10. 10. Impact on Architecture IFRS 17 compliance implies taking a wide variety of actions on the architecture framework including Data requirements, Data Governance & Quality, Extract, Transform, Load (ETLs), Accounting Data Storage as well as reporting and reconciliation applications. Storing capacity. Store all collected and calculated data in order to support stakeholder analysis and Financial Statement arrangement with the proper disclosure Necessary Data. Collect a new set of data (content and structure) from both internal and external sources aimed to support new regulatory requirements 1 ETLs. Modify the ETLs in order to collect and process data from Source Systems based on Accounting and Actuarial data-set evolution, necessary for IFRS 17 compliance 3 Accounting Data Storage. Adopt Accounting Data Storage and enrich Actuarial Data Storage in order to feed the IFRS 17 data calculation engines with the necessary data, the proper granularity and the historical depth 4 5 Applications Upgrade. Evolve the calculation applications and Actuarial (future cash flows) and Accounting (new methodologies for liabilities evaluation) evaluation, for IFRS 17 compliance 6Data Governance & Data Quality. Assure a strong and “end-to-end” data quality: accuracy and completeness. Data definition, identification and auditing are relevant 2 Reporting & Reconciliation. Develop a multidimensional reporting framework to support internal and external reporting needs 7 10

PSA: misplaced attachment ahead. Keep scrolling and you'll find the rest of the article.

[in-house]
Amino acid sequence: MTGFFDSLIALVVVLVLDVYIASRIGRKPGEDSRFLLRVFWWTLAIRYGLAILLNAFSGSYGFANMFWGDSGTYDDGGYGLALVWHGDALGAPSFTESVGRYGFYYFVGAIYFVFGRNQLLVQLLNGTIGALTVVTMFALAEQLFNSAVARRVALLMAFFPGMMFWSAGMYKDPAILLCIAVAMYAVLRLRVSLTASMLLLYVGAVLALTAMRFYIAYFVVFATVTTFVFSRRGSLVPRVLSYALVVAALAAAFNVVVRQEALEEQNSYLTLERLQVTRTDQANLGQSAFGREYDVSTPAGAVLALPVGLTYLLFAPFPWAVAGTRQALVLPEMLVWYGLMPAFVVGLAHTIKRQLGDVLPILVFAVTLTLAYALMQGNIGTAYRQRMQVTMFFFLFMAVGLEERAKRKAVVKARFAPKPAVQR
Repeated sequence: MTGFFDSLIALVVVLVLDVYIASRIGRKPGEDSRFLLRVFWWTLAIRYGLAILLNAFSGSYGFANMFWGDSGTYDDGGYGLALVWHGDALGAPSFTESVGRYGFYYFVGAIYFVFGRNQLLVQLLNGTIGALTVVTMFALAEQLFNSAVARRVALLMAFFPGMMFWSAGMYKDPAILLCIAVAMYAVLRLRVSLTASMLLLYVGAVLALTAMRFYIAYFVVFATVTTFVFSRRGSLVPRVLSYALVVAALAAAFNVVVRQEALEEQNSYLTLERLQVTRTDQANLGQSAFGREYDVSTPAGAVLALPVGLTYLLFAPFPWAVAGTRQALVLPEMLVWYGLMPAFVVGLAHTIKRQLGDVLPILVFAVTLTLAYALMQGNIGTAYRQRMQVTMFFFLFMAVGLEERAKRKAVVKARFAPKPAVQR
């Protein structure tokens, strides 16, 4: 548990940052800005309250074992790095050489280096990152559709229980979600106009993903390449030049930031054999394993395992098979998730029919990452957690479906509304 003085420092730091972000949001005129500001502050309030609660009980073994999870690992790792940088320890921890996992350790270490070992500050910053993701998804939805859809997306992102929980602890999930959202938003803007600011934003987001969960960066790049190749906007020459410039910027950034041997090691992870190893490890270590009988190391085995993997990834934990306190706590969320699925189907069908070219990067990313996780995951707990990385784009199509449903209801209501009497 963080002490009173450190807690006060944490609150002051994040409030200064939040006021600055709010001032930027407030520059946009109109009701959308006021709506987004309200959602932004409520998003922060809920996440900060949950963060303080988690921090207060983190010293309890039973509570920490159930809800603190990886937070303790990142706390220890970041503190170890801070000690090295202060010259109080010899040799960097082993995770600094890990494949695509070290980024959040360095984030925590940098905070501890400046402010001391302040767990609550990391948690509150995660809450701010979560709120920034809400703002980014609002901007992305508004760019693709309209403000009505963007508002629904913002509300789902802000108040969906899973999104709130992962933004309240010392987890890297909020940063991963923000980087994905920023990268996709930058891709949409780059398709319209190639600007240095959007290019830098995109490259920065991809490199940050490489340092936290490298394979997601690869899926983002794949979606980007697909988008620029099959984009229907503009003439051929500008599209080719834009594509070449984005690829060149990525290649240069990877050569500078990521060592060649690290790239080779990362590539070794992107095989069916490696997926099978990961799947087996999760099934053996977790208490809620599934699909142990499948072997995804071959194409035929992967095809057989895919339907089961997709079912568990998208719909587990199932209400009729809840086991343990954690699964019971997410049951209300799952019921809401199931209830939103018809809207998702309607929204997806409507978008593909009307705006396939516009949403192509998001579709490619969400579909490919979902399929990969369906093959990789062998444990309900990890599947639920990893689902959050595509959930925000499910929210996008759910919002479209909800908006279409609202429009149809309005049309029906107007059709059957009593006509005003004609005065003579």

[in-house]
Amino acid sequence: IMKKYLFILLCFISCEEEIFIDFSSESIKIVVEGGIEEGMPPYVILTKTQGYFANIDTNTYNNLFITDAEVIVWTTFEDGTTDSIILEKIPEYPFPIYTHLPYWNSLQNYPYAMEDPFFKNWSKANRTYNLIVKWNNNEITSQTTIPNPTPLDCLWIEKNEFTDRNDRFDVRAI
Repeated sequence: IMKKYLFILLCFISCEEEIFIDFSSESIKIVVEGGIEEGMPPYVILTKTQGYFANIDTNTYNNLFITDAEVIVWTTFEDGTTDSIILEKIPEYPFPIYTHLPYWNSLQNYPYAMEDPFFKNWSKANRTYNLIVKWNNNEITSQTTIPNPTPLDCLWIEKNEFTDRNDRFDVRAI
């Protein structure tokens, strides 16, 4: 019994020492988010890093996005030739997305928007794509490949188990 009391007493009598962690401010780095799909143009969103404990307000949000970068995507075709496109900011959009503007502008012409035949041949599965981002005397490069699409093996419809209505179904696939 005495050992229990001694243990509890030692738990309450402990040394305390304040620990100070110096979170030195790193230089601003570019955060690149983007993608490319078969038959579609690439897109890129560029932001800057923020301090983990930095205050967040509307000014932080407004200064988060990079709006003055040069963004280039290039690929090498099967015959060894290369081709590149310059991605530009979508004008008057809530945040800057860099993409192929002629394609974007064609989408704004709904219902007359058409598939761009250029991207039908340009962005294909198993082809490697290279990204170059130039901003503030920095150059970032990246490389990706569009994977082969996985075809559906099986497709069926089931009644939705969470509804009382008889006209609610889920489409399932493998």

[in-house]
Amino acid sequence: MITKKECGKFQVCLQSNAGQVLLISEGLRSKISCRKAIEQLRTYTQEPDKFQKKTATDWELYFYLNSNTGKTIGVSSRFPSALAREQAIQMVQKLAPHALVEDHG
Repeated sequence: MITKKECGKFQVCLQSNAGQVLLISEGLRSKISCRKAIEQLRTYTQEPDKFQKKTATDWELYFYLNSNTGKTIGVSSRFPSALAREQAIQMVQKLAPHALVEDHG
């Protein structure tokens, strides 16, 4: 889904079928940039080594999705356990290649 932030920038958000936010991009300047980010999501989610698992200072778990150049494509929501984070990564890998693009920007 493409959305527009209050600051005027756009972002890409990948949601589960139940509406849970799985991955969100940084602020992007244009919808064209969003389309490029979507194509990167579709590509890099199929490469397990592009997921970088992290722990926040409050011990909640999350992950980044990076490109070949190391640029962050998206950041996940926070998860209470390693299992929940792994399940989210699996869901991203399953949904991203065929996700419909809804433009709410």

11. 11. IRFS 17 and Architectural Evolution The ongoing regulatory revolution and introduction of IFRS 17 is triggering a technological transformation that in the coming years will see insurance companies engaged in the identification and implementation of new architectures. A wide range of transformation scenarios can be imagined, depending on the company’s strategic vision. The target solution must be flexible enough to offset any further changes to the regulatory framework and make full use of synergies with other projects already underway (in particular IFRS 9 and Solvency II). Accenture has identified four possible evolutionary scenarios, ranging from minimum compliance with IFRS 17 requirements and supporting synergies with frameworks already in use, to a strategic end-to-end integration solution that will enable a more radical transformation towards becoming a Data Driven Company. 4 POSSIBLE EVOLUTIONARY SCENARIOS MINIMUM COMPLIANCE ARCHITECTURAL DEVELOPMENT ARCHITECTURE RE-ENGINEERING FUTURE EVOLUTION 1. 2. 3. 4. 11